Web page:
Wednesday, May 15, 2013

Addis Ababa: The Capital Ethiopia and Africa Call Their Own

Coordinates: 9°1′48″N 38°44′24″E

The capital Ethiopia, and Africa alike, are proud to call theirs is located in the middle of the country. The city has an area of 527 km2 and a population of about 3.5 million. Ever since its establishment, it has been the source of great pride and many achievements.

Montage of Ethiopia's Capital, Addis Ababa

Below are a few facts and places where one can find out more about the city and the country in general - museums.

Fun facts about Addis Ababa, the Capital of Ethiopia

-          The Ethiopian capital city was founded in 1886. Empress Taytu chose the site and her husband founded the city.
-          The name of the capital of Ethiopia, Addis Ababa, means "New flower" in Amharic - the Ethiopian national language.
-          Lying at an altitude of 2355 meters, it is the highest capital city in Africa and the fifth highest one in the world.
-          The Ethiopia capital has its lowest point in the Bole International Airport area and its highest is the top of the Entoto Mountains.
-          Addis Ababa is home to the largest open air market in Africa - The Merkato.
-          The city is also home to mankind's earliest relatives Lucy and Selam (both Australopithecus afarensis).
-          The capital Ethiopia, and Africa as a whole, call their own is home to the African Union (AU) and the United Nations Economic Commission for Africa (UNECA) among many other international organizations and institutions.
-          The Ethiopian capital is famous for its fair weather. As a matter of fact, Addis Ababa was voted to be the city with the best and most stable weather in the world.

Where to Find Out More:

The National Museum of Ethiopia which is located in Arada Kifle Ketema, adjacent to the Faculty of Technology of the Addis Ababa University and St. Mary’s church.

The Ethnological Museum of the Institute of Ethiopian Studies (IES) is located within the main Sidist Kilo campus of the Addis Ababa University (AAU).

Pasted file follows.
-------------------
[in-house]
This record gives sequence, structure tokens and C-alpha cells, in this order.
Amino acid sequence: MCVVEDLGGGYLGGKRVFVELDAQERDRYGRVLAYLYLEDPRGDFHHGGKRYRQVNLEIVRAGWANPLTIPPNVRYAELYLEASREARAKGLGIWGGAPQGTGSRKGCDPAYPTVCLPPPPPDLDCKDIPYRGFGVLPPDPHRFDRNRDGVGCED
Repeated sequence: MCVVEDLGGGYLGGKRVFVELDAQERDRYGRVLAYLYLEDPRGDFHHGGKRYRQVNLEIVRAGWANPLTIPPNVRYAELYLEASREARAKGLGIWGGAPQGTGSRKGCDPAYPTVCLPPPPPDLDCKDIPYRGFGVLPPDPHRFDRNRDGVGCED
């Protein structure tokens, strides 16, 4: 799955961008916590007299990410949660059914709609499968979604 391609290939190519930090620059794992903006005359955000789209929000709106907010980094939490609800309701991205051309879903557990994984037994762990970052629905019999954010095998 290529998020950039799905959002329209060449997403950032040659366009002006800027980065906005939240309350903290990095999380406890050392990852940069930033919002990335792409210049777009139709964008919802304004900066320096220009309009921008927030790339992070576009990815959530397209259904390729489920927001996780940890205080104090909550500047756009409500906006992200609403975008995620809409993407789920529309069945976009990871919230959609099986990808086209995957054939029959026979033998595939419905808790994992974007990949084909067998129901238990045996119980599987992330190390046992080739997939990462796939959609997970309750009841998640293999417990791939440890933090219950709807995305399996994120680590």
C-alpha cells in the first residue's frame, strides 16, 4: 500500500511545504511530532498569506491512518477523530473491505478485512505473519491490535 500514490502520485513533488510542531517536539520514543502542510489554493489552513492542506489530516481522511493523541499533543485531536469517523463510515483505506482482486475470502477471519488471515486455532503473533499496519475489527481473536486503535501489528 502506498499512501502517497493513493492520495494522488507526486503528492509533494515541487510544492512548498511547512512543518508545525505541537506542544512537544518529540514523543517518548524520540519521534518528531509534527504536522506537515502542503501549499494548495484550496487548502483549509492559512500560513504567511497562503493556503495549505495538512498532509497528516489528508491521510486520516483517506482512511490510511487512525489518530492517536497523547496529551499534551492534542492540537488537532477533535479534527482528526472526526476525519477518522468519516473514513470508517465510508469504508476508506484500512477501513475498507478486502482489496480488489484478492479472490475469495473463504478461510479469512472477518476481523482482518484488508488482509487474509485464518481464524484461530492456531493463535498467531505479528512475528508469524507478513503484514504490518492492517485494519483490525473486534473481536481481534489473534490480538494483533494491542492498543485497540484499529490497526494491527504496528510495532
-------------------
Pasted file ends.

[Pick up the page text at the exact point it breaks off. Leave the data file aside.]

Traditional craft - Ethnological Museum

The museum is located in Arat Kilo, Addis Ababa inside the Holy Trinity Cathedral and bordering the Houses of Parliament.

Holy Trinity Cathedral - Addis Ababa

This recently modernized museum was established in 2004 to preserve and protect the heritage of past religious leaders and preserve religious icons and items. The museum (fully known as the Ethiopian Tewahdo Orthodox Church Patriarchate Museum and Library) is located at the Patriarchate Office and close to the National Museum of Ethiopia.

St George Church Museum is located in Arada Kifle Ketema, Addis Ababa, inside St. George's Church's compound.

St. George Church - Addis Ababa

The Ethiopian National Postal Museum is located on the ground floor of the General Post Office building on Churchill Road.

The Zoological Natural History Museum is located within the Arat Kilo campus of the Addis Ababa University.

Church Affiliated Museums:

-          Entoto Mariam Church Museum - Entoto
-          Bata Mariam Church Museum - inside Baata Church
-          Gofa Gabriel Church Museum  - inside Gofa Gabriel Church

Specialized Museums (State & Public Run):

-          Geological Survey Museum - inside Ministry of Mines
-          Addis Ababa Museum - near Meskel Square
-          Korea Veterans Association Memorial Museum - around Sidist Kilo area-Addis Ababa
-          Ethio-Djibouti Railways Museum - inside Railway Station (La Gare)
-          Jan Meda Sports Museum  - Jan Meda/Sidist Kilo area
-          Gebre Kristos Modern Art Museum - Sidist Kilo, AAU campus
-          Berhan Ethiopia Cultural Centre & Museum
-          Red Terror Martyr's Memorial Museum - Meskel Square


Wednesday, May 8, 2013

Ethiopia: Most World Heritage Sites in Africa

According to the UNESCO World Heritage list, Ethiopia has the biggest number of world heritage sites in Africa. With a total of nine natural and cultural heritage sites the country tops the list.

Ethiopia and Morocco are first and second, respectively, among African countries on the UNESCO World Heritage list. Although they both have nine world heritage sites each, Ethiopia has been ranked higher because of two main reasons.

The first is that Morocco has been grouped in the "Arab States" geographic zone as opposed to Ethiopia being in the "Africa" zone.

The second, and more important, reason is that while all of Morocco's 9 sites are classified as cultural heritage sites, Ethiopia has 8 cultural and 1 natural heritage sites which allows for a higher ranking.